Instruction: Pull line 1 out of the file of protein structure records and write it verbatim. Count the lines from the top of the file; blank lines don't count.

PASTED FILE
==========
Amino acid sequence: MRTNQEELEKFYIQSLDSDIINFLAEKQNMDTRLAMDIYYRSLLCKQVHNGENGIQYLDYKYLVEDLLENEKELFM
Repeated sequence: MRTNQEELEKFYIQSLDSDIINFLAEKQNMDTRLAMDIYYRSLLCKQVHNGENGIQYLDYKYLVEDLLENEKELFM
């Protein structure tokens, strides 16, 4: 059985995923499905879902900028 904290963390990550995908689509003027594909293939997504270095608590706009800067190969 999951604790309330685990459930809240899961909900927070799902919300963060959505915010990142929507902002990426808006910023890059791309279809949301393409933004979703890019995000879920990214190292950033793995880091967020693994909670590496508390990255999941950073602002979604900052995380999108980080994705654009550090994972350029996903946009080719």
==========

Amino acid sequence: MRTNQEELEKFYIQSLDSDIINFLAEKQNMDTRLAMDIYYRSLLCKQVHNGENGIQYLDYKYLVEDLLENEKELFM